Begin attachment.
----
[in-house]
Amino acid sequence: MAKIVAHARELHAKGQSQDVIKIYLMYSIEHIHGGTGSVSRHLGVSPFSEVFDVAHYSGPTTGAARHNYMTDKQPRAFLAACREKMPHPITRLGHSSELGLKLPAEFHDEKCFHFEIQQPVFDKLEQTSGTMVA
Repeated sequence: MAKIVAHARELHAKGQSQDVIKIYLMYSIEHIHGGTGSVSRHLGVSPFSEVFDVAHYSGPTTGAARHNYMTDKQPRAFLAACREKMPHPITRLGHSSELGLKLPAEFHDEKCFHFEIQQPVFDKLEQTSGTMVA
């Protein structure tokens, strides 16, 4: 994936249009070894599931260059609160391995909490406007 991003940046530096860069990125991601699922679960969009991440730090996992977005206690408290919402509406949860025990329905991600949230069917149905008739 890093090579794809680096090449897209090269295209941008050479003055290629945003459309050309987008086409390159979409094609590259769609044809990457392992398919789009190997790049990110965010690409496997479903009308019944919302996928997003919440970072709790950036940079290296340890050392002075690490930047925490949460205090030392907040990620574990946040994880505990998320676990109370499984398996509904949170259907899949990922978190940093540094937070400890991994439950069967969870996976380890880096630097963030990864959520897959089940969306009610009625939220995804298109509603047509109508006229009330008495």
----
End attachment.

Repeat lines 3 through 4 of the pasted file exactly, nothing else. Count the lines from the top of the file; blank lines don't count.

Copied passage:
Repeated sequence: MAKIVAHARELHAKGQSQDVIKIYLMYSIEHIHGGTGSVSRHLGVSPFSEVFDVAHYSGPTTGAARHNYMTDKQPRAFLAACREKMPHPITRLGHSSELGLKLPAEFHDEKCFHFEIQQPVFDKLEQTSGTMVA
């Protein structure tokens, strides 16, 4: 994936249009070894599931260059609160391995909490406007 991003940046530096860069990125991601699922679960969009991440730090996992977005206690408290919402509406949860025990329905991600949230069917149905008739 890093090579794809680096090449897209090269295209941008050479003055290629945003459309050309987008086409390159979409094609590259769609044809990457392992398919789009190997790049990110965010690409496997479903009308019944919302996928997003919440970072709790950036940079290296340890050392002075690490930047925490949460205090030392907040990620574990946040994880505990998320676990109370499984398996509904949170259907899949990922978190940093540094937070400890991994439950069967969870996976380890880096630097963030990864959520897959089940969306009610009625939220995804298109509603047509109508006229009330008495």